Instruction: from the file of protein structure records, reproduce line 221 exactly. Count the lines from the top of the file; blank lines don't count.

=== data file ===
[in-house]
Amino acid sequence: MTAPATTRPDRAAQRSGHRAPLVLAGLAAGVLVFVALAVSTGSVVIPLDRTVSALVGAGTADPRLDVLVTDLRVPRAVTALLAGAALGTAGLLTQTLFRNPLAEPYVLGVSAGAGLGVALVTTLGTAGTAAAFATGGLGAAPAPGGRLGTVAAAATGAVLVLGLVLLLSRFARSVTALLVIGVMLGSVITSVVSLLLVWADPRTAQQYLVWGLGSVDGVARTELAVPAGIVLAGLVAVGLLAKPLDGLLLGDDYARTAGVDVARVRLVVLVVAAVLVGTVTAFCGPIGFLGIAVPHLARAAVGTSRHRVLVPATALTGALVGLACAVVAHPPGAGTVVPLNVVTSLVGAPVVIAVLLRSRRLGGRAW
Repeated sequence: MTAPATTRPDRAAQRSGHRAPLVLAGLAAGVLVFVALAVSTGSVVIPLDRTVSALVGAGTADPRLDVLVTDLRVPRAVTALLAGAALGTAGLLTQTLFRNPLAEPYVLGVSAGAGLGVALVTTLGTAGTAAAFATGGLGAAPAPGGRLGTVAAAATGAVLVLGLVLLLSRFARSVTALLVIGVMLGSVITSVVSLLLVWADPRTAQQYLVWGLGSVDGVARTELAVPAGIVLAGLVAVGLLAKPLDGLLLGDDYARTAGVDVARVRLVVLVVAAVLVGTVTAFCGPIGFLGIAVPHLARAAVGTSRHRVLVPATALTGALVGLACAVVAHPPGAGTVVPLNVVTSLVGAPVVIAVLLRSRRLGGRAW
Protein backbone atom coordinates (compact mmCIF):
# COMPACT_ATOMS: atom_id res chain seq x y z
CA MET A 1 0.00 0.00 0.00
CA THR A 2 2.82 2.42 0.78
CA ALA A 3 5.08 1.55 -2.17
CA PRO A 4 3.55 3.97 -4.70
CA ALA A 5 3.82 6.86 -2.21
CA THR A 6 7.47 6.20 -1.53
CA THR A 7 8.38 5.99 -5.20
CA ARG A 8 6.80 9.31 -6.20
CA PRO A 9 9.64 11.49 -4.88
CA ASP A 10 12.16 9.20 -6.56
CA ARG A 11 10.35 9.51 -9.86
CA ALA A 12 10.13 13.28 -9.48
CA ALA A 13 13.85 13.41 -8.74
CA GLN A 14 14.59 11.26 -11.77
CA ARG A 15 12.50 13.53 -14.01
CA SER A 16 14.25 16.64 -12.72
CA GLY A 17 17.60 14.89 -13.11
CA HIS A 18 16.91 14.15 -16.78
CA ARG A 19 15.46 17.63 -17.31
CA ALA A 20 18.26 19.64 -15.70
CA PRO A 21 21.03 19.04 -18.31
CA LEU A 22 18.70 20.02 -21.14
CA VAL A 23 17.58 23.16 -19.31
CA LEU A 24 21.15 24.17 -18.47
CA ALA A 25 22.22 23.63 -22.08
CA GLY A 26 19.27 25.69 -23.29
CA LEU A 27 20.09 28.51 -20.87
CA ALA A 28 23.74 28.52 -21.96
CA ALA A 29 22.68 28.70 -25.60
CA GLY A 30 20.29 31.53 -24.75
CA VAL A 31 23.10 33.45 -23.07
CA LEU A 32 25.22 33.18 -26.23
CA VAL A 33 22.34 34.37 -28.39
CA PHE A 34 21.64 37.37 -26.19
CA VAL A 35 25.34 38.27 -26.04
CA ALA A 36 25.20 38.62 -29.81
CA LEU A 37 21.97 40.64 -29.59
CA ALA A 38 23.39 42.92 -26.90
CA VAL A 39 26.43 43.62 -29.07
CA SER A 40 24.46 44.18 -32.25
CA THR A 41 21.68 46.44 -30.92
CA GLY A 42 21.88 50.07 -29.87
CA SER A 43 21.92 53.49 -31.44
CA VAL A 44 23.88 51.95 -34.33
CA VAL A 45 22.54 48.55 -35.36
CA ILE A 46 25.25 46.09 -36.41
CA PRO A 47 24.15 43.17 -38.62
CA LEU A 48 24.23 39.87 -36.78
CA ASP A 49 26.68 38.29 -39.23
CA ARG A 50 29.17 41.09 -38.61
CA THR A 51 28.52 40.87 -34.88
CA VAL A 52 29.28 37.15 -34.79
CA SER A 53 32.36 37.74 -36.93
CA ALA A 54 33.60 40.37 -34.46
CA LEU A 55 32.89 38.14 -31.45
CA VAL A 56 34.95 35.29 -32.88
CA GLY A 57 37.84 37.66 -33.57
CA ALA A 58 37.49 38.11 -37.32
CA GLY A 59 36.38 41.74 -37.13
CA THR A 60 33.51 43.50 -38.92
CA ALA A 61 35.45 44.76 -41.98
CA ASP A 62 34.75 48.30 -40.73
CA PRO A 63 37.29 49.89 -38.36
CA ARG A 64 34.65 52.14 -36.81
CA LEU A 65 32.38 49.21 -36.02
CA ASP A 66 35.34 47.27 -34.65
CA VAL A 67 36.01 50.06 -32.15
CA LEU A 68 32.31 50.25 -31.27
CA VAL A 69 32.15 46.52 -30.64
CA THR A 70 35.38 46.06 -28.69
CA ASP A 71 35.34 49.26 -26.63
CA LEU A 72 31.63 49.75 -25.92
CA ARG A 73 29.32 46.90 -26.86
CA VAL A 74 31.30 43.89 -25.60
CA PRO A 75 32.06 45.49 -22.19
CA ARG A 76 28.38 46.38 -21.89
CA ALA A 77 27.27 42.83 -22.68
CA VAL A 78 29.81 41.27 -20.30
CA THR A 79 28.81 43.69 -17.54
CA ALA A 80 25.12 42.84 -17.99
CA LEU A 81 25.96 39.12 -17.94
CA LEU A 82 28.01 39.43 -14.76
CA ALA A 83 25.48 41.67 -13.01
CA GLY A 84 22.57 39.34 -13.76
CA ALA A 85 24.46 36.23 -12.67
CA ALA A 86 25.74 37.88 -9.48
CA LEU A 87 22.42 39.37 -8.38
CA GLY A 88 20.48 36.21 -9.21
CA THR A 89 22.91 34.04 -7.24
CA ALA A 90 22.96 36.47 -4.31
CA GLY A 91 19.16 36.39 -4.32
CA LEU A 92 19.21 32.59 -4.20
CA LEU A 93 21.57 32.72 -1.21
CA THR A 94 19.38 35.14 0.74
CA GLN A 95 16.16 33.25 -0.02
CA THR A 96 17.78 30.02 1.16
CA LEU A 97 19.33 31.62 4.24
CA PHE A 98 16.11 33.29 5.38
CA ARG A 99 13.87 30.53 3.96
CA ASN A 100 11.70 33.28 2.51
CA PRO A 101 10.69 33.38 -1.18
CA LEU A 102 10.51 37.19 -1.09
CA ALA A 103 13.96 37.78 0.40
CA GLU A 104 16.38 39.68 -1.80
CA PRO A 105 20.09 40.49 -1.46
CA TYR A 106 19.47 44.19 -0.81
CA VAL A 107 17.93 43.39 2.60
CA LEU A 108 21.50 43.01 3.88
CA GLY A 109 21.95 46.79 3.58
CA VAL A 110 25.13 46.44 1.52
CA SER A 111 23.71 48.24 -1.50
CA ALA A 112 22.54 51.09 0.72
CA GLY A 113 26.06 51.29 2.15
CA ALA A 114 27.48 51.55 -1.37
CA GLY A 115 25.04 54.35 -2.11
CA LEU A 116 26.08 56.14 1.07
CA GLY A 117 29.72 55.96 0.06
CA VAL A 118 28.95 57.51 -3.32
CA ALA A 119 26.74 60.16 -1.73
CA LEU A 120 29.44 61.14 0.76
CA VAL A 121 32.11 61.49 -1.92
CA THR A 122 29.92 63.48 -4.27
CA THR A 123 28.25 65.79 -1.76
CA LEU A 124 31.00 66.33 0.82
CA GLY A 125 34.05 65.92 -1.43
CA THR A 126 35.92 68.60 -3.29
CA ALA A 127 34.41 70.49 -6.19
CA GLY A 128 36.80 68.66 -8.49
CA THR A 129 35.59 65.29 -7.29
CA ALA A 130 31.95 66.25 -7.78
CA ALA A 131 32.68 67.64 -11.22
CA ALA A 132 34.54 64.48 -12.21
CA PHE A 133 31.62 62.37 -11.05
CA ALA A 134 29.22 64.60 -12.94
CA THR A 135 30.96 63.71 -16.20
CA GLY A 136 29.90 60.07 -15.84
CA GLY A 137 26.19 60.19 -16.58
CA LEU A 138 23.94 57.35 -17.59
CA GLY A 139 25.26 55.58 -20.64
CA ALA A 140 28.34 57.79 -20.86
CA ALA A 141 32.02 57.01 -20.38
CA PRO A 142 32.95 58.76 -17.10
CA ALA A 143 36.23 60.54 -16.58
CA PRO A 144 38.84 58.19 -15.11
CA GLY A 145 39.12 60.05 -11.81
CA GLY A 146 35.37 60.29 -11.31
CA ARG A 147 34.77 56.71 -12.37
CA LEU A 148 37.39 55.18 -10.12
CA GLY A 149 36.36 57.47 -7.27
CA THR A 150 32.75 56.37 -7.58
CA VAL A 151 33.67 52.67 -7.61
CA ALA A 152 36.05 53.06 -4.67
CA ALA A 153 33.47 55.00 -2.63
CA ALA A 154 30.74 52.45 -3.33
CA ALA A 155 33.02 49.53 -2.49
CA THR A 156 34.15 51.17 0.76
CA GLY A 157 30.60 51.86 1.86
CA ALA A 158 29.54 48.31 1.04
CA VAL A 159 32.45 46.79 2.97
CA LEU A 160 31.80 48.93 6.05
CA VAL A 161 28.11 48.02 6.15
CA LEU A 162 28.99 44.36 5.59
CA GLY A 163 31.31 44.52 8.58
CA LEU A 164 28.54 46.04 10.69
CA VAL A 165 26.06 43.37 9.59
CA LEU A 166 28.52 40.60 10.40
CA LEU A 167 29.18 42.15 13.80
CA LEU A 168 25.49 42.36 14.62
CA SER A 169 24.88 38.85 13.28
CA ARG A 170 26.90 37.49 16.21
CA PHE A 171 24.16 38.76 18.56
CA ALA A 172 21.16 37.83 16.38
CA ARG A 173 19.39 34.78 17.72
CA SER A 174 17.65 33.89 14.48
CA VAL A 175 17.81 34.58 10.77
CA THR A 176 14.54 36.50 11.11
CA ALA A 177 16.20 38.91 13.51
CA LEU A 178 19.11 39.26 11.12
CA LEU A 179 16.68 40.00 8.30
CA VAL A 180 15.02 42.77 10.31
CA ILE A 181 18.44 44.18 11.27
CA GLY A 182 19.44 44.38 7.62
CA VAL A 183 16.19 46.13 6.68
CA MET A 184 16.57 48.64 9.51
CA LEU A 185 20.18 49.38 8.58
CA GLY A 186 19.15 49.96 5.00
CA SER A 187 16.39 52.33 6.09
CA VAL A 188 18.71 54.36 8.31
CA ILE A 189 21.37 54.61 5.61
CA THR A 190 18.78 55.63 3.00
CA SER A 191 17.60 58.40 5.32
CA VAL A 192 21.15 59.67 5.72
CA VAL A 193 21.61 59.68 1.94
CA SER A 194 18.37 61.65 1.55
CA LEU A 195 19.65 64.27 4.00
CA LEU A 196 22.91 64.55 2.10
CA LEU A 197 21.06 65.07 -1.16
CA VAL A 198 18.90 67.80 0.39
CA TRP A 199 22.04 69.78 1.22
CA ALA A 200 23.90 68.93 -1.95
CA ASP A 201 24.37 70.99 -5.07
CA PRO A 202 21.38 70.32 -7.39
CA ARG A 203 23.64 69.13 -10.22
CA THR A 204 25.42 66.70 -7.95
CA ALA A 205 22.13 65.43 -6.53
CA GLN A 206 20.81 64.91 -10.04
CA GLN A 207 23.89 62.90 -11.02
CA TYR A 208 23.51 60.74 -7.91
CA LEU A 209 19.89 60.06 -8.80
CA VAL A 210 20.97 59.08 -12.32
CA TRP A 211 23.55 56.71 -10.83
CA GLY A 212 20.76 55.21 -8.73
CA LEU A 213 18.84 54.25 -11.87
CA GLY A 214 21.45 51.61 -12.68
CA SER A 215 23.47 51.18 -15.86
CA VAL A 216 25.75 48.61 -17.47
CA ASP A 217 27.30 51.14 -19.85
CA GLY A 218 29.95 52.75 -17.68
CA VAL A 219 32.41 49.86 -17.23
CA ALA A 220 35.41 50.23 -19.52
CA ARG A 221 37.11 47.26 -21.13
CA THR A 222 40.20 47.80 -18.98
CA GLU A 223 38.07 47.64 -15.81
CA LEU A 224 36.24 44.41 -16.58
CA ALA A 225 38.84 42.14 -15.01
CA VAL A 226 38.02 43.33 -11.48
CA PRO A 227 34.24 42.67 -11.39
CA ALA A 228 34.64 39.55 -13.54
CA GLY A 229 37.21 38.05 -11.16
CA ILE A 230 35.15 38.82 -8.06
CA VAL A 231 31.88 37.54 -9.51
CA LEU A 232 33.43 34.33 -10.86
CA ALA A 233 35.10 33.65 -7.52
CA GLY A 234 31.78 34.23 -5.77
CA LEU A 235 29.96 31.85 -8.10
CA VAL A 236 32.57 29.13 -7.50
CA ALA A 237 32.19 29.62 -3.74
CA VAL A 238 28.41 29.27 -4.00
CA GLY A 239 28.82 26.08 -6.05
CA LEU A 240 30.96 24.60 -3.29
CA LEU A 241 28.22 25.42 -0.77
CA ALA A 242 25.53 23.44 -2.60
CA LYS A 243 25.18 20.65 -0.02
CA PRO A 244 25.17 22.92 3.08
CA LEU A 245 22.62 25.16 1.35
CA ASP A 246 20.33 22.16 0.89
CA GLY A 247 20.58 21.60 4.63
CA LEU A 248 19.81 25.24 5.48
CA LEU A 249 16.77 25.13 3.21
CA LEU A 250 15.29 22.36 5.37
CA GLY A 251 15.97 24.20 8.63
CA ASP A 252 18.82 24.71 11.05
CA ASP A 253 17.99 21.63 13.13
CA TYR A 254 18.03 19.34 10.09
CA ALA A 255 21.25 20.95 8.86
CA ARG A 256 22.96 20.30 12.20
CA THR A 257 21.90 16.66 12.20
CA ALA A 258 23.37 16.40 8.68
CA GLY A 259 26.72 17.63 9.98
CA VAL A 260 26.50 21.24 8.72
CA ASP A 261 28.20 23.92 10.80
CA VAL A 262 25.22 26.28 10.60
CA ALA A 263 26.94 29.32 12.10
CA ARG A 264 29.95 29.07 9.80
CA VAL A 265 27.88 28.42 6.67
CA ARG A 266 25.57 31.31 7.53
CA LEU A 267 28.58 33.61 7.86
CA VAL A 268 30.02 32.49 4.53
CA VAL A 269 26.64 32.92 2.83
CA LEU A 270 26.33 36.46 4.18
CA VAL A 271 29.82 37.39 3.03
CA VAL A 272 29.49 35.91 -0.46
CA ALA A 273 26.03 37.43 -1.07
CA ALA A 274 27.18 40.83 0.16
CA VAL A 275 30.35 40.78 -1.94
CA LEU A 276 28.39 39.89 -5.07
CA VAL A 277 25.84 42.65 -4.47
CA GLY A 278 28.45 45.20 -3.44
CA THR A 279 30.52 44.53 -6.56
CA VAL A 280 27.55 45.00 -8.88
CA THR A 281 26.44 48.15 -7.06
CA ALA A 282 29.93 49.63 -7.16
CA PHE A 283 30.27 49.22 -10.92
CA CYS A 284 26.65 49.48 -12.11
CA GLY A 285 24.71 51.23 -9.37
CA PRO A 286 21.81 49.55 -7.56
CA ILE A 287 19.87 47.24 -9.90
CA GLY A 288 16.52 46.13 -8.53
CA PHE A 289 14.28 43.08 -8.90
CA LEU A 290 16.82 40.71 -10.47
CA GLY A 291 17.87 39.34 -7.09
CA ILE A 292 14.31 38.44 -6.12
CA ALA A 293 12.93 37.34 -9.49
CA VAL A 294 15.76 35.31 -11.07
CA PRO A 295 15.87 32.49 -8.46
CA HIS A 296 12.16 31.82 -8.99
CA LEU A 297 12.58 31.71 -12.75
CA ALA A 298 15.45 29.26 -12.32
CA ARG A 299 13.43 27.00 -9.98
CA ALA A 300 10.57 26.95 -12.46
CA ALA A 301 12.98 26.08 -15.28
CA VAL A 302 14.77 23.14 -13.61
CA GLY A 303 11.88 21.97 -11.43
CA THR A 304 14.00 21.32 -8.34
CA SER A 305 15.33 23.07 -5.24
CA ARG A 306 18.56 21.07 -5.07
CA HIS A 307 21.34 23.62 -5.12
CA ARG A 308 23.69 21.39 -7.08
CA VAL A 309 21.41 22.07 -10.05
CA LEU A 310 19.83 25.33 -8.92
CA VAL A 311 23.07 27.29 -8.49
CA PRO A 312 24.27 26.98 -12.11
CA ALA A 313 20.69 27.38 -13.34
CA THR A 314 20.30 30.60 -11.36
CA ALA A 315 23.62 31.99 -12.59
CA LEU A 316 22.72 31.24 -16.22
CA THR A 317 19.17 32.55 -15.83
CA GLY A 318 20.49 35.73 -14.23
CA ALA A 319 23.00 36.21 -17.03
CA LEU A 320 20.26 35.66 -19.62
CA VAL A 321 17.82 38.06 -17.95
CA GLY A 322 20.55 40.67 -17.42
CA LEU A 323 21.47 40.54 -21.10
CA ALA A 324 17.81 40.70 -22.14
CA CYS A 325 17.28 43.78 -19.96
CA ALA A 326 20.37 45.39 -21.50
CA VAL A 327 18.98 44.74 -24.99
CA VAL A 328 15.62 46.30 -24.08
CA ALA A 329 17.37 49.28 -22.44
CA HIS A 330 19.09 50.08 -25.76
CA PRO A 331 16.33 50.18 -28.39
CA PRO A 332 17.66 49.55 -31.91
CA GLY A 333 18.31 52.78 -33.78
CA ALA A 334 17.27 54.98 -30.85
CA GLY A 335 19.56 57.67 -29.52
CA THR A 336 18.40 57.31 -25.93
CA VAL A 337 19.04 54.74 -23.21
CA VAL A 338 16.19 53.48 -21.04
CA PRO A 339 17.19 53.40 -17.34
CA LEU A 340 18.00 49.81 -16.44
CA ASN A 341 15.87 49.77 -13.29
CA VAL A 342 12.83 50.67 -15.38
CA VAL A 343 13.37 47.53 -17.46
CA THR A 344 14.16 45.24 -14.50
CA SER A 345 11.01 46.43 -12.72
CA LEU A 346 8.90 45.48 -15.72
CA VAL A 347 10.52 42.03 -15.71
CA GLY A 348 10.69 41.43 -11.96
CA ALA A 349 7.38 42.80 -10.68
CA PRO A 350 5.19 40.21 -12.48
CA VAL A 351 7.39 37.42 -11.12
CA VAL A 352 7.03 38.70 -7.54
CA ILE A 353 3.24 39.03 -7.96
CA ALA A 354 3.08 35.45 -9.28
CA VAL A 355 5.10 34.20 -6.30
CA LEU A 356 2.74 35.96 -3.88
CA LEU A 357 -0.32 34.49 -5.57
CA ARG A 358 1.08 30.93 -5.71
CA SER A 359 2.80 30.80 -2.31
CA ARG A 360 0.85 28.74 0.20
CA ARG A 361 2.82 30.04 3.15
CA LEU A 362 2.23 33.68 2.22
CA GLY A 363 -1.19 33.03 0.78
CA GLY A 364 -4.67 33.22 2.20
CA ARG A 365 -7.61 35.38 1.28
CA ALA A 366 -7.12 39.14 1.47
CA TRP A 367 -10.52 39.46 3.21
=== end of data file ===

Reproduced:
CA VAL A 216 25.75 48.61 -17.47